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Thursday, 20 December, 2001, 10:45 GMT
Music guru sues Grammys
Toni Braxton
Toni Braxton could not perform at the Grammys
An influential music industry figure is suing the head of the Grammy awards for $10m (6.9m) over allegations artists were forced to back out of playing rival award shows.

Former US TV music host Dick Clark has accused the National Academy of Recording Arts and Sciences of preventing stars such as Michael Jackson and Britney Spears from appearing at the American Music Awards (AMA).

Mr Clark, who organises the AMAs, filed against the Academy's president and chief executive Michael Greene in a Los Angeles federal court.

It clearly is the nature of the entertainment business to offer your audience something exclusive

National Academy of Recording Arts and Sciences

The dispute has been raging for several years since the AMAs were moved to a month before the prestigious Grammys, leading to a battle to sign big names.

The Academy began a policy of refusing to allow artists to perform at both ceremonies, saying viewers would be turned off by seeing the same acts twice.

'Mad as hell'

The ban has seen the likes of P Diddy and Toni Braxton excluded from the Grammys for performing at the AMAs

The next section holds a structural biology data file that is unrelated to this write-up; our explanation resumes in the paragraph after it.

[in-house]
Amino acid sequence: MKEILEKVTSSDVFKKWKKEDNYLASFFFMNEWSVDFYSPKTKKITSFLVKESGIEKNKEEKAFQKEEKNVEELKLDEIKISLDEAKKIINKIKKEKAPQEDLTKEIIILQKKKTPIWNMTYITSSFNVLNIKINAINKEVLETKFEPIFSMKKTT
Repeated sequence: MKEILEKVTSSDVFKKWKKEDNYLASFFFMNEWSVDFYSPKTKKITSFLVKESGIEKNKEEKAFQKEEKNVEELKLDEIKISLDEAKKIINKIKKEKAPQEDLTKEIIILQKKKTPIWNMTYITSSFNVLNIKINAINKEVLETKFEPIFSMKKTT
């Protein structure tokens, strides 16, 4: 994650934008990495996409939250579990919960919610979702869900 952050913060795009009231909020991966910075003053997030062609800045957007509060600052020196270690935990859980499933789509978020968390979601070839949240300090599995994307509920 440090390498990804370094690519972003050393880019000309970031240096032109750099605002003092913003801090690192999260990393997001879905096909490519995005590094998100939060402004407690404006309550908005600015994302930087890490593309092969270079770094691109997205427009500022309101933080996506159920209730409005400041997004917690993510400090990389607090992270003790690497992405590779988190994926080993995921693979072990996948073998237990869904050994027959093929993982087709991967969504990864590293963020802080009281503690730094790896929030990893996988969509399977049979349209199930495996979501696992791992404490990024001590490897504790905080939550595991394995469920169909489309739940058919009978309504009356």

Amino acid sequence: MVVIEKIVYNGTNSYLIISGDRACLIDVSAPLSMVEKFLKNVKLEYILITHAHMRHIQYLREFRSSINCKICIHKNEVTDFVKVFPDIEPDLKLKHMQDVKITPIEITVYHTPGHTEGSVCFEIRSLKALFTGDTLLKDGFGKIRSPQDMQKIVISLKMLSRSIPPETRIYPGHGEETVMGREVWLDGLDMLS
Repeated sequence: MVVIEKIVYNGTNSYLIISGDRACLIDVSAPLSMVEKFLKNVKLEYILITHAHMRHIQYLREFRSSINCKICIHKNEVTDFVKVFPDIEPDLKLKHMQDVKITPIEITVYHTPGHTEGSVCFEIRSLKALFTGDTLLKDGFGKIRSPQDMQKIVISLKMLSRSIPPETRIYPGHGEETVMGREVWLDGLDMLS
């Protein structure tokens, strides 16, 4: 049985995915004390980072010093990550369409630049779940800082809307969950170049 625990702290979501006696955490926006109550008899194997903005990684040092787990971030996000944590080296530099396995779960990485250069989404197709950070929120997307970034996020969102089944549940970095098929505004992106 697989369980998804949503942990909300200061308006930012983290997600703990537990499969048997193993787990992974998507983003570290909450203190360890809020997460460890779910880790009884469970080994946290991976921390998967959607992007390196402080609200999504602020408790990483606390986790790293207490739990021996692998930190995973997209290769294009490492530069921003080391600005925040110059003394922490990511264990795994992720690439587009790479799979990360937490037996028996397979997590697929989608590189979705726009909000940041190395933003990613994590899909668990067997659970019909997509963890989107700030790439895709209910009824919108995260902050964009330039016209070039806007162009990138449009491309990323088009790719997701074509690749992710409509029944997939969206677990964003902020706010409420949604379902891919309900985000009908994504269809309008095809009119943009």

But Mr Clark wants the courts to rule the action illegal.

He said: "I'm as mad as hell and I'm not going to take it anymore."

Britney Spears
Britney Spears was warned against apearing at the Amerian Music Awards
He added: "This blacklist policy is an illegal restraint of trade and an unfair business practice."

"It's unfair to the artists who seek to perform for the viewing public (and) it's unfair to the music fans who want to see their favourite musical artists perform," he said.

Jackson and Spears pulled out of scheduled appearances at the AMAs after being warned they would not be able to appear at the Grammys, which is televised to two billion people.

But the Academy has called the legal action "surprising".

"The Recording Academy stands behind its legitimate business practices 100% and absolutely denies any wrongdoing," it said in a statement.

"It clearly is the nature of the entertainment business to offer your audience something exclusive. We do nothing outside normal industry business practices."

See also:

22 Feb 01 | Entertainment
The Grammy winners
09 Jan 01 | Entertainment
Faith Hill trounces Britney and Eminem
09 Jan 01 | Entertainment
American Music Awards winners
22 Feb 01 | Entertainment
Eminem's Grammy glory
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